Patrick Koepele isn’t sure the state’s plan goes far enough to save native fish in the Tuolumne and the other San Joaquin River tributaries. But he said it’s almost certainly better than the conditions that exist now, which have pushed native fish populations to the brink of collapse.
A Michigan native, he became a whitewater rafting guide on the Tuolumne while attending UC Davis and became entranced with the river. Now 47, he lives a few miles north of the river in Sonora and serves as executive director of the Tuolumne River Trust, an environmental organization.
Part of the attraction, for Koepele, is the Tuolumne is at the epicenter of the clash over how to share the state’s rivers, and always has been. One of the Sierra Club’s earliest crusades was its unsuccessful fight against the damming of the Tuolumne at Hetch Hetchy in Yosemite. Congress approved the project in 1913, a year before Sierra Club founder John Muir died.
“It’s really a world-class river in all respects,” Koepele said. “It starts in Yosemite .... It goes through the most productive agricultural valley in the world and it ends in this incredible cosmopolitan city, San Francisco. It ties it all together.”
The Tuolumne is one of the most overworked rivers in California. In most years, a mere 21 percent of its water makes its way to the ocean. In dry years, that can dip as low as 11 percent, according to state water board data.
Decades ago, before the dams were built, the Tuolumne teemed with 100,000 salmon swimming upstream and its wide flood plains provided rich habitat for tule elk, pronghorn antelope and other species. Today the fish number in the hundreds, and the elk and antelope have long since vanished.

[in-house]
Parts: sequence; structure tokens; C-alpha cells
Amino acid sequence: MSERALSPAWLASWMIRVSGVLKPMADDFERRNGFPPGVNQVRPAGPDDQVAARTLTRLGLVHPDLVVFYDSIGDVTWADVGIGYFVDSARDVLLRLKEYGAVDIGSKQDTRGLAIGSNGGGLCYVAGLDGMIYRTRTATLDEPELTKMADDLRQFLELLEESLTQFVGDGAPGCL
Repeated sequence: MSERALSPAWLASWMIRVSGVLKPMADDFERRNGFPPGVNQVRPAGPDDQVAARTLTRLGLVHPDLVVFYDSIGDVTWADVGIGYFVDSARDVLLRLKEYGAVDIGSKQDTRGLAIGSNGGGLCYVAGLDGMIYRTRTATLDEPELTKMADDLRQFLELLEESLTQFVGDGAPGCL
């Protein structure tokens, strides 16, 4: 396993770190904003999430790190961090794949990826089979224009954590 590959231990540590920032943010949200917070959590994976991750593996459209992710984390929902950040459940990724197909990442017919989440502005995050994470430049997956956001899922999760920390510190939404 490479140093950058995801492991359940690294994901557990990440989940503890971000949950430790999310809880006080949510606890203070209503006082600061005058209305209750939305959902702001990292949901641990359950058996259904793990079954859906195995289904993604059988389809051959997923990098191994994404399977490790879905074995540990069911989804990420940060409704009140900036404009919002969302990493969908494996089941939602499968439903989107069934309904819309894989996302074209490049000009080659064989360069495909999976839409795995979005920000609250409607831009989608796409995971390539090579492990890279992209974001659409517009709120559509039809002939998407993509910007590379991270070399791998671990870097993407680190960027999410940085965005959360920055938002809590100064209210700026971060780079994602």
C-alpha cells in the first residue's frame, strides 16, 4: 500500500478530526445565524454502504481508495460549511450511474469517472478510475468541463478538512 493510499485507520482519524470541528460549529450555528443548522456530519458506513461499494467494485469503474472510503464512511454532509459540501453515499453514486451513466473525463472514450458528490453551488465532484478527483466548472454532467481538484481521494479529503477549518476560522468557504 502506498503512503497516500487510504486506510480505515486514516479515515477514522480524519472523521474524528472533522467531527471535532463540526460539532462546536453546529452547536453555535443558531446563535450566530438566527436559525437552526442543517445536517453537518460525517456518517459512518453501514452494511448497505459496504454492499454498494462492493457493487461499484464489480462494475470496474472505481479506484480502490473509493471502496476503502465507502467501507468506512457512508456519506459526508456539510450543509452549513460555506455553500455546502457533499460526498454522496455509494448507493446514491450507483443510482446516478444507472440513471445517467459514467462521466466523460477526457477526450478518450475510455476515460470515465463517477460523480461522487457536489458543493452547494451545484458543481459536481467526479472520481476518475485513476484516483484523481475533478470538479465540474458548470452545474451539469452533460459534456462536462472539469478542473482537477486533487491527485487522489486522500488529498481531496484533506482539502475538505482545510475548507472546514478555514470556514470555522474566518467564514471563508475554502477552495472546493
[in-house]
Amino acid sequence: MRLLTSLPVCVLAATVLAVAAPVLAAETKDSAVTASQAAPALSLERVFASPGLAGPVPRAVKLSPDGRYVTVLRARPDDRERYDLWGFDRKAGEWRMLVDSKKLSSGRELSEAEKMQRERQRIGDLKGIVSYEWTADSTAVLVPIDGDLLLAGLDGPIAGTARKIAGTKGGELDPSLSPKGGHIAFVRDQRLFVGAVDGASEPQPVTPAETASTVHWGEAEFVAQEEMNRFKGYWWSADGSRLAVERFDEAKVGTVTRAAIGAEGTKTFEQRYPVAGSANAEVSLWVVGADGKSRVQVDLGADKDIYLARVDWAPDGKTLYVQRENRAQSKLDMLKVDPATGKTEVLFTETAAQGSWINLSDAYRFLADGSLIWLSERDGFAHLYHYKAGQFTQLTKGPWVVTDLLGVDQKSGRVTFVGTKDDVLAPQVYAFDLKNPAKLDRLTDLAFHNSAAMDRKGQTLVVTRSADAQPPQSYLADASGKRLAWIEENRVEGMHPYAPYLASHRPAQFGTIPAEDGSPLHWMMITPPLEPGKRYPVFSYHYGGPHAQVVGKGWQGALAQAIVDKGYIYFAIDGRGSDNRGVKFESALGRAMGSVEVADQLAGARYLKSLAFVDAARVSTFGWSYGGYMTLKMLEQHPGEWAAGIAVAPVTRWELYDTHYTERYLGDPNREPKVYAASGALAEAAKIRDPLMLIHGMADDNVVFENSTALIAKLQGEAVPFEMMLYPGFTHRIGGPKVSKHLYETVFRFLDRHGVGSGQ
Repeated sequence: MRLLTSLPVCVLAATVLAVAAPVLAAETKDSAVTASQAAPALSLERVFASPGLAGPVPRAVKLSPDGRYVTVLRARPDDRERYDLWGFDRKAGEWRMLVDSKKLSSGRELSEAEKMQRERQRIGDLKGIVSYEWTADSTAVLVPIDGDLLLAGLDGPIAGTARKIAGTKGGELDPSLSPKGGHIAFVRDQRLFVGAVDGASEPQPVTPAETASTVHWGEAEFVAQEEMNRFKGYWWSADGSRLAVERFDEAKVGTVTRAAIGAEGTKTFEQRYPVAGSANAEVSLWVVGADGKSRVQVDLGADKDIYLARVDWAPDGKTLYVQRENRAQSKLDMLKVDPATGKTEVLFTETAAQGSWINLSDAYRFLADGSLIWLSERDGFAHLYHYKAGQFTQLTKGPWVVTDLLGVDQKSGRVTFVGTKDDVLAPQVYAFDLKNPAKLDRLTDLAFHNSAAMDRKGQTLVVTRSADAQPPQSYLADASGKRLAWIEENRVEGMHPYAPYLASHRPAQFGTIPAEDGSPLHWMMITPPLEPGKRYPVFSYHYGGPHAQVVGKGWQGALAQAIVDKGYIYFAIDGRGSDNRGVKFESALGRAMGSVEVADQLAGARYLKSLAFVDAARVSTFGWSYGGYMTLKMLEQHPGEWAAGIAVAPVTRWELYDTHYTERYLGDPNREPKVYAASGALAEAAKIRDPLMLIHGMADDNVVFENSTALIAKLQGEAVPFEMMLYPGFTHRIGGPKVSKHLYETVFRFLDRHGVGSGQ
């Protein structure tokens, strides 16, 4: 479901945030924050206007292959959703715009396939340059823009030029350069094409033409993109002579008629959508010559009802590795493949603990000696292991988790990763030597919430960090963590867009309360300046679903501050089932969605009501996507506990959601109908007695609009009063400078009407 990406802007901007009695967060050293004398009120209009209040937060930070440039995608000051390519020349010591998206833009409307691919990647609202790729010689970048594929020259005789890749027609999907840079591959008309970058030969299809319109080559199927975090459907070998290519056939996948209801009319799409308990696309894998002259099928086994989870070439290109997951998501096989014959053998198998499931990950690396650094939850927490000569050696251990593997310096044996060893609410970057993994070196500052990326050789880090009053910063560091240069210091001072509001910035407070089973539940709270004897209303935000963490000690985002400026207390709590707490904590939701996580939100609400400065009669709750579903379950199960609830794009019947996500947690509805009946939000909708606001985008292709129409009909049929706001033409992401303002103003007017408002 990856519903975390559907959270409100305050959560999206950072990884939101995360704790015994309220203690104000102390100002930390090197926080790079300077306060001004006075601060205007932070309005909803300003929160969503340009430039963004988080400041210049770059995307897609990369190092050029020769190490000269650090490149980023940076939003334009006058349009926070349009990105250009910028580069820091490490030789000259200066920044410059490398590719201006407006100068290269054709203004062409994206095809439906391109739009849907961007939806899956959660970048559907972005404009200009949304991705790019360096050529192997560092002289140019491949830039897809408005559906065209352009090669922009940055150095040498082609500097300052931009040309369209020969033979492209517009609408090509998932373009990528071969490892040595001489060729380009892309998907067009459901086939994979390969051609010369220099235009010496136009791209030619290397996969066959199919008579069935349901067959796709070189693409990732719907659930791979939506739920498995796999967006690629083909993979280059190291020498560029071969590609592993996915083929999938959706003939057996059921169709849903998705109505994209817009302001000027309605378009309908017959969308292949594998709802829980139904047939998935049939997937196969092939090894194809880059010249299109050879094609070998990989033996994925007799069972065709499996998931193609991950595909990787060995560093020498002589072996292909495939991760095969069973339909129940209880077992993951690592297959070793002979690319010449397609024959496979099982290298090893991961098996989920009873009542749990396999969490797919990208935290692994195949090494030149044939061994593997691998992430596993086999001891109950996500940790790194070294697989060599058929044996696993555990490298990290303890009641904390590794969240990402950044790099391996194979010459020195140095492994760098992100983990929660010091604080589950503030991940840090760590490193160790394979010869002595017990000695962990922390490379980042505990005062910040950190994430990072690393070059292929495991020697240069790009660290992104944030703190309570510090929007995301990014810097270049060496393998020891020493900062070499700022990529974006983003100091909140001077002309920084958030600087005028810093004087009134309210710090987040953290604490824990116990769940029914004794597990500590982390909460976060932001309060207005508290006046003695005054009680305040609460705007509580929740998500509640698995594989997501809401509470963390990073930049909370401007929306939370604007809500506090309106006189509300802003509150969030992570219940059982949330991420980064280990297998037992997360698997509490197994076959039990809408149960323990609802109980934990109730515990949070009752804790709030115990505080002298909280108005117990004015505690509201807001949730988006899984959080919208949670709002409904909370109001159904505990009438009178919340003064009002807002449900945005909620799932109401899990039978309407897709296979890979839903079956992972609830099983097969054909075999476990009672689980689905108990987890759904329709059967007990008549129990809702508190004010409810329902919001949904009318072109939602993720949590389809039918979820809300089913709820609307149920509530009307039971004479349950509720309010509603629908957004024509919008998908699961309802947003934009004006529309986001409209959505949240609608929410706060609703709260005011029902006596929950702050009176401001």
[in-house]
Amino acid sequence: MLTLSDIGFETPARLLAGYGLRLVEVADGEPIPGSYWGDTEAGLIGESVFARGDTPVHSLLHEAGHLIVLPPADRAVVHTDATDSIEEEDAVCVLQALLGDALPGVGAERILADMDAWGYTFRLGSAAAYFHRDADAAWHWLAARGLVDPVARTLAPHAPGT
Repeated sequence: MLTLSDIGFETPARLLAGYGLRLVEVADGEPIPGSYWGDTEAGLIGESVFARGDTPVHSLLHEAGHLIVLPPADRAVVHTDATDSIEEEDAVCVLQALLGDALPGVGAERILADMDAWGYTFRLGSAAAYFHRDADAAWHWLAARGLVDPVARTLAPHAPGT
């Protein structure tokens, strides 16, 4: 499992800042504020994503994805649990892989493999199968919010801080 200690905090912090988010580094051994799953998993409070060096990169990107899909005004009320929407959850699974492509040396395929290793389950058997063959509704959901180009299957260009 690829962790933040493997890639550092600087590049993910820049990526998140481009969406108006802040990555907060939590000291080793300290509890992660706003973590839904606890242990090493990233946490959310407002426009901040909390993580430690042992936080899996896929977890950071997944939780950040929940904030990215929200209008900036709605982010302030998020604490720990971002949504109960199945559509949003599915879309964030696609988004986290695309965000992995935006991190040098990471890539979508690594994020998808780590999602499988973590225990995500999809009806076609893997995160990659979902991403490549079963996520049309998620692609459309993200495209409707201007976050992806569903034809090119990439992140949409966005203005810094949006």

“We’re trying to bring back a river corridor that could sustain some semblance of that,” Koepele said. “Obviously we’re not going to bring it all the way back.”
Opponents of the state’s plan say there’s a better way to revive native fish populations without shirking on water for human needs – namely, through habitat restoration. The Modesto and Turlock irrigation districts, in concert with the city of San Francisco, are pushing a plan to reshape portions of the river to make them more conducive to salmon spawning and less attractive to their main predators, the nonnative bass that thrive in warm, slow moving water. These habitat improvements could be augmented with periodic, well-timed “pulse flows” that would temporarily increase the volume of water coursing through the rivers.
But Koepele and other critics of the habitat-only approach say it won’t work by itself.
On a recent weekday, he met with two reporters at a spot outside Hughson, east of Modesto, and pointed to a section of the Tuolumne where similar restoration work was performed several years ago. The project created a small riffle where a deep warm pond once formed in a wide spot in the river channel.
Koepele said years later the project failed to do what it was supposed to: flush out the bass or improve salmon runs. The reason?
“It’s too warm, it’s too slow,” he said. “It’s going to need flow.”
He said he’s particularly disappointed that San Francisco, the bastion of liberalism and the ecomovement, has joined with the farm-irrigation districts in opposing the state’s plan to increase river flows.
“San Francisco really has an opportunity,” he said, “to step up and show a way to lead.”